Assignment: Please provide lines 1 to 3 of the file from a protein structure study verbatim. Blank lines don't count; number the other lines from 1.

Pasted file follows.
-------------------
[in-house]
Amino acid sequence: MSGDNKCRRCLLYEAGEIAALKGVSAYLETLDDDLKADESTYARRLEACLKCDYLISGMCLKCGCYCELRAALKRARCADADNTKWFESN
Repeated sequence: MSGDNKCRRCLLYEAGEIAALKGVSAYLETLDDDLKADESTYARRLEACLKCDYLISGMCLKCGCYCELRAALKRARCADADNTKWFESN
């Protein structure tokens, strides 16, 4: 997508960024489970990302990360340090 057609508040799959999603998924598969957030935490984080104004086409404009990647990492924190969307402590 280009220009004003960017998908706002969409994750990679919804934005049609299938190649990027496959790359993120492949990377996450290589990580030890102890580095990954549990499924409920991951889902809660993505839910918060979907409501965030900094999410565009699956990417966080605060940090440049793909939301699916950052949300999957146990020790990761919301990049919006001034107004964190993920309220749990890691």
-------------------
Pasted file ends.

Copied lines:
[in-house]
Amino acid sequence: MSGDNKCRRCLLYEAGEIAALKGVSAYLETLDDDLKADESTYARRLEACLKCDYLISGMCLKCGCYCELRAALKRARCADADNTKWFESN
Repeated sequence: MSGDNKCRRCLLYEAGEIAALKGVSAYLETLDDDLKADESTYARRLEACLKCDYLISGMCLKCGCYCELRAALKRARCADADNTKWFESN